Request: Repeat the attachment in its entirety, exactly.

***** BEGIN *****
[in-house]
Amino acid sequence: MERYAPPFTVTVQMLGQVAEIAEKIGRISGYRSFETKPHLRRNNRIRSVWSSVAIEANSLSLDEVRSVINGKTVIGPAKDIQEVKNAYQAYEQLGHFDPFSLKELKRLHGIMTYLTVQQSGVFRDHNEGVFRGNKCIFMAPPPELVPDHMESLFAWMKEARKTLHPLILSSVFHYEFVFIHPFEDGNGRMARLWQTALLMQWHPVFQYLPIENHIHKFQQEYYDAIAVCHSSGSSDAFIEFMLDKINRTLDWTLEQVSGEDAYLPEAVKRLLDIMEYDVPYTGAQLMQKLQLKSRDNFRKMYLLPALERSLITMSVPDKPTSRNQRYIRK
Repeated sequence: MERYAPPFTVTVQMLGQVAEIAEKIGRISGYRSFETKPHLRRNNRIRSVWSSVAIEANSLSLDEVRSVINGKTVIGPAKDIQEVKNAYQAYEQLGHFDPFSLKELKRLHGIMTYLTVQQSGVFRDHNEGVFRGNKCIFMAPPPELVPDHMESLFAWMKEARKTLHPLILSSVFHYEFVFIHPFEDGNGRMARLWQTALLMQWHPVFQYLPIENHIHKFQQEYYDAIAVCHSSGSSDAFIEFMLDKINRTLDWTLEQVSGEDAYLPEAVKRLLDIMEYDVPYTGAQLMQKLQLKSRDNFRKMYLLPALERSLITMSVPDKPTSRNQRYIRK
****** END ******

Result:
[in-house]
Amino acid sequence: MERYAPPFTVTVQMLGQVAEIAEKIGRISGYRSFETKPHLRRNNRIRSVWSSVAIEANSLSLDEVRSVINGKTVIGPAKDIQEVKNAYQAYEQLGHFDPFSLKELKRLHGIMTYLTVQQSGVFRDHNEGVFRGNKCIFMAPPPELVPDHMESLFAWMKEARKTLHPLILSSVFHYEFVFIHPFEDGNGRMARLWQTALLMQWHPVFQYLPIENHIHKFQQEYYDAIAVCHSSGSSDAFIEFMLDKINRTLDWTLEQVSGEDAYLPEAVKRLLDIMEYDVPYTGAQLMQKLQLKSRDNFRKMYLLPALERSLITMSVPDKPTSRNQRYIRK
Repeated sequence: MERYAPPFTVTVQMLGQVAEIAEKIGRISGYRSFETKPHLRRNNRIRSVWSSVAIEANSLSLDEVRSVINGKTVIGPAKDIQEVKNAYQAYEQLGHFDPFSLKELKRLHGIMTYLTVQQSGVFRDHNEGVFRGNKCIFMAPPPELVPDHMESLFAWMKEARKTLHPLILSSVFHYEFVFIHPFEDGNGRMARLWQTALLMQWHPVFQYLPIENHIHKFQQEYYDAIAVCHSSGSSDAFIEFMLDKINRTLDWTLEQVSGEDAYLPEAVKRLLDIMEYDVPYTGAQLMQKLQLKSRDNFRKMYLLPALERSLITMSVPDKPTSRNQRYIRK